1. Where the contentions of the parties are clearly stated in the pleadings and are frequently referred to by counsel during the trial, an omission to charge all the contentions is not cause for reversal.
2. Where, as here, a trial judge clearly and fairly presents the law regarding the applicable issues involved in a case, this court will not consider it reversible error to fail to charge the detailed contentions of the parties.
This is a suit on a promissory note brought by General Seat & Back Manufacturing Company against Dave Laken. The defendant filed an answer to the petition, and later filed two amendments to the answer. The case proceeded to trial by jury, resulting in a verdict and judgment in the amount for which suit was brought, $1,791.67. The defendant moved for a new trial on the general grounds, and later amended by adding two special grounds. The trial court denied the motion, and the defendant excepts.
1. We have not set out the evidence in detail because it appears that the defendant has abandoned the general grounds and only contends that the court failed to fully instruct the jury as to his contentions, as contained in his answer. This is largely covered in the contentions under special ground 1. The basis of the contention of the defendant's answer in this respect is that the business was not a going business, and that the jury should have been more fully instructed concerning this phase of the defense. The law as to this contention has been stated by the appellate courts in a number of decisions. If a judge charges the law which is applicable to the issues, an omission to state and explain all the contentions of the parties at bar is not cause for reversal by an appellate court. See Central of Georgia Ry. Co. v. McKinney, 118 Ga. 535
(45 S. E. 430), where the Supreme Court stated: "It certainly cannot be held that in every case the mere failure of the judge to state the contentions of the parties in his own language is such an error as requires the granting of a new trial. If a case should arise where the omission plainly operated to the prejudice of the losing party, a new trial might be required, but the present record presents no such case." Here, as in the case immediately herein above cited, we cannot see that the judge's charge as a whole operated to the prejudice of the losing party so as to require a new trial. Counsel for the defendant did not make a timely written request for a fuller charge regarding this assignment of error. A charge of the court must be construed as a whole. See Grady County v. Banker, 81 Ga. App. 701 (2)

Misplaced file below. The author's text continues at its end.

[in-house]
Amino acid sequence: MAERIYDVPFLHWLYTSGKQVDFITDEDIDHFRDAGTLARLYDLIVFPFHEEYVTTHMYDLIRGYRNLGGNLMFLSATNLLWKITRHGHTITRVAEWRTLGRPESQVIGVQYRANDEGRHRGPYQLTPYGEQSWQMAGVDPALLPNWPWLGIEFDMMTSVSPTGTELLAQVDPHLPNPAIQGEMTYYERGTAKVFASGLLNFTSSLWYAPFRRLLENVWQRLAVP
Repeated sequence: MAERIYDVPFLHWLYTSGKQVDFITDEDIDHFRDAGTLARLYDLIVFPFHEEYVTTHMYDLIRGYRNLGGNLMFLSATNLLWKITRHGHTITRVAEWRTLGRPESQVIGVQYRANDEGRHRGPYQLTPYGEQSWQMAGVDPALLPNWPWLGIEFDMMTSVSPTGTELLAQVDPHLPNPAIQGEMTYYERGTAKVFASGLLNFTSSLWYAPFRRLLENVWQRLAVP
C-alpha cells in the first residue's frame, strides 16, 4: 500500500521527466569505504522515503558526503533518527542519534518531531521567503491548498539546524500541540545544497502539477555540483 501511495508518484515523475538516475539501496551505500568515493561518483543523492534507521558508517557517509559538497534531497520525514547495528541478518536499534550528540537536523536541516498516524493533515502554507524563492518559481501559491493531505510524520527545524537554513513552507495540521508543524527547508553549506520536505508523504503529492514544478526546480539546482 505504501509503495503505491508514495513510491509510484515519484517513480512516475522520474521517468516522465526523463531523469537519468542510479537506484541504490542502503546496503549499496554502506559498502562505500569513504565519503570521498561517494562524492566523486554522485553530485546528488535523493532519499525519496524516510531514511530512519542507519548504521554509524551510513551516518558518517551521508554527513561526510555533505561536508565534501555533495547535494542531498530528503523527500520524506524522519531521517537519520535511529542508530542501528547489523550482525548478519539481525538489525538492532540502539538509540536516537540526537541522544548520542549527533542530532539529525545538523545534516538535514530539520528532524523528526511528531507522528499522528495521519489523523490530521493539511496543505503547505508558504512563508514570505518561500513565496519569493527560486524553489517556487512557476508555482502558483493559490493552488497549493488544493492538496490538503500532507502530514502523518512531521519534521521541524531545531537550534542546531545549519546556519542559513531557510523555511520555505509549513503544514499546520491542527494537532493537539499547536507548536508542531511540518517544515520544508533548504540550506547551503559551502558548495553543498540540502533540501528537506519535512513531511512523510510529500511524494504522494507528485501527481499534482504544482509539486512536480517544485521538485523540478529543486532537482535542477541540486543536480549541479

(59 S. E. 2d 732). And where a charge is substantially correct, more specific or detailed instruction must be requested in writing, at the time of the trial. See Clardy v. State, 87 Ga. App. 633
, 638 (75 S. E. 2d 208); Family Fund Life Ins. Co. v. Rogers, 90 Ga. App. 278 (3)
(82 S. E. 2d 870); Trammell v. State, 90 Ga. App. 357
, 359 (82 S. E. 2d 888). The contention of the parties as stated in the pleadings, and frequently referred to by counsel, precludes reversal even if the court had omitted to charge the contentions of the defendant on each and every point. See Jones v. McElroy, 134 Ga. 857 (3)
(68 S. E. 729, 137 Am. St. Rep. 276). However, we might add that the record concerning the defendant's contentions in special ground 1 shows that the evidence fully covers the allegations of the plaintiff. In such a situation any error or omission to charge is immaterial. See Higgins v. Trentham, 186 Ga. 264
(197 S. E. 862). Special ground 1 is not meritorious.
The court did not err in any of the rulings.
Judgment affirmed. Townsend and Carlisle, JJ., concur.